Since 1993, Supreme Court precedent has asked judges to serve as gatekeepers to their expert witnesses, admitting only reliable scientific testimony. Lacking a strong background in science, however, some judges admit dubious scientific testimony packages by articulate practitioners, while others reject reliable evidence that is unreasonably portrayed as full of holes. Seeking a balance between undue deference and undeserved skepticism, Caudill and LaRue draw on the philosophy of science to help judges, juries, and advocates better understand its goals and limitations.
David S. Caudill is a professor of law at Washington & Lee University School of Law. He is the author of Property: Cases, Documents, and Lawyering Strategies (2004). Lewis H. LaRue is also a professor of law at Washington & Lee University School of Law. He is the author of Constitutional Law as Fiction: Narrative in the Rhetoric of Authority (1995).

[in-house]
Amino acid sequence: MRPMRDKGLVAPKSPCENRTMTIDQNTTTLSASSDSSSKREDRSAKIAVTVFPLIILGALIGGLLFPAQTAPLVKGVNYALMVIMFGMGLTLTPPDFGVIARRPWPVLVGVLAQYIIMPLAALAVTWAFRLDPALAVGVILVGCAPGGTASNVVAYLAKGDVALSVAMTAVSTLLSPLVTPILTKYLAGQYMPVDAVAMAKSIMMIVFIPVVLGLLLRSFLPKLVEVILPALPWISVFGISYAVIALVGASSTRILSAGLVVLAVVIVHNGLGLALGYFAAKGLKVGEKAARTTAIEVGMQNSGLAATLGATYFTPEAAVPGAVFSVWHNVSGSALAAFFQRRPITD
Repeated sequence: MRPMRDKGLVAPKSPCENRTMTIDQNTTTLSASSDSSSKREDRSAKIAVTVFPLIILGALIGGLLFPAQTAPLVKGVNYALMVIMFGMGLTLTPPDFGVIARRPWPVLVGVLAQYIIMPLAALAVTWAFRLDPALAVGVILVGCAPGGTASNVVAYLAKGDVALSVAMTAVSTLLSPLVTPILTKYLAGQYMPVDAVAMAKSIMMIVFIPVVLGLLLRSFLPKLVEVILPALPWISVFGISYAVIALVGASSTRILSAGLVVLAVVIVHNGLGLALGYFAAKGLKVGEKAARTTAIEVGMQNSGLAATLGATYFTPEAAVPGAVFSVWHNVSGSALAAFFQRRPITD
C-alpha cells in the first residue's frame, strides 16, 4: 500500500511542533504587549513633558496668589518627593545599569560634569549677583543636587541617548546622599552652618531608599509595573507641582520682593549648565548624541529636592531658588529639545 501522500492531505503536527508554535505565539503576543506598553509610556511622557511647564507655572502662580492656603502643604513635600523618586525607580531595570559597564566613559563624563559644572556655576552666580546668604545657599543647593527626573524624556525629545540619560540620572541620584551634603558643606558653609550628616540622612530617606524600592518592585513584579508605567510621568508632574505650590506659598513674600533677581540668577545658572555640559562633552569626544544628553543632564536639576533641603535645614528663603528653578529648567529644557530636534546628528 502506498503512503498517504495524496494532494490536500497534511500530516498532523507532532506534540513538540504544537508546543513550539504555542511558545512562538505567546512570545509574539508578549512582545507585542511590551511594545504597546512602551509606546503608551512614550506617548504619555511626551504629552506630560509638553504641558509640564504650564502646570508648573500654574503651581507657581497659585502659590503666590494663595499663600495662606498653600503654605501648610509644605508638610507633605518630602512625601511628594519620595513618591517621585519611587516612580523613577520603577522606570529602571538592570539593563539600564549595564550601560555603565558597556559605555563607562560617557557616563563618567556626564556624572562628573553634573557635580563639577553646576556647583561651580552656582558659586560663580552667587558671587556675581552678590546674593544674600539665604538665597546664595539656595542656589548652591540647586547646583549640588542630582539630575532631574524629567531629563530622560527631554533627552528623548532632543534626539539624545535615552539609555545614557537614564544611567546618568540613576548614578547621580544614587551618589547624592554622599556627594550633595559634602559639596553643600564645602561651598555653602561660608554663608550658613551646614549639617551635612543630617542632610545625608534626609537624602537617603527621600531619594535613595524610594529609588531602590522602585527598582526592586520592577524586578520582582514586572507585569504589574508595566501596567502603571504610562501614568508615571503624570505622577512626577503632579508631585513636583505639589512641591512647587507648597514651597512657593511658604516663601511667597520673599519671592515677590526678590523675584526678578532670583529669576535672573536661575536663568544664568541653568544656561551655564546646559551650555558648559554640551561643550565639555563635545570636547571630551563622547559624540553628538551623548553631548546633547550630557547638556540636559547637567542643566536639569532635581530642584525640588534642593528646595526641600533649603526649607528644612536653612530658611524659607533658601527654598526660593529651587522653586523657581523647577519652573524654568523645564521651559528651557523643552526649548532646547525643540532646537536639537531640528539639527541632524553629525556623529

Chapter 1 Introduction Chapter 2 1. What's the Problem? Chapter 3 2. On Judges Who Are Too Strict Chapter 4 3. On Judges Who Are Too Gullible Chapter 5 4. The Idealizations of Legal Scholars Chapter 6 5. Science is a Pragmatic Activity Chapter 7 6. Science Studies for Law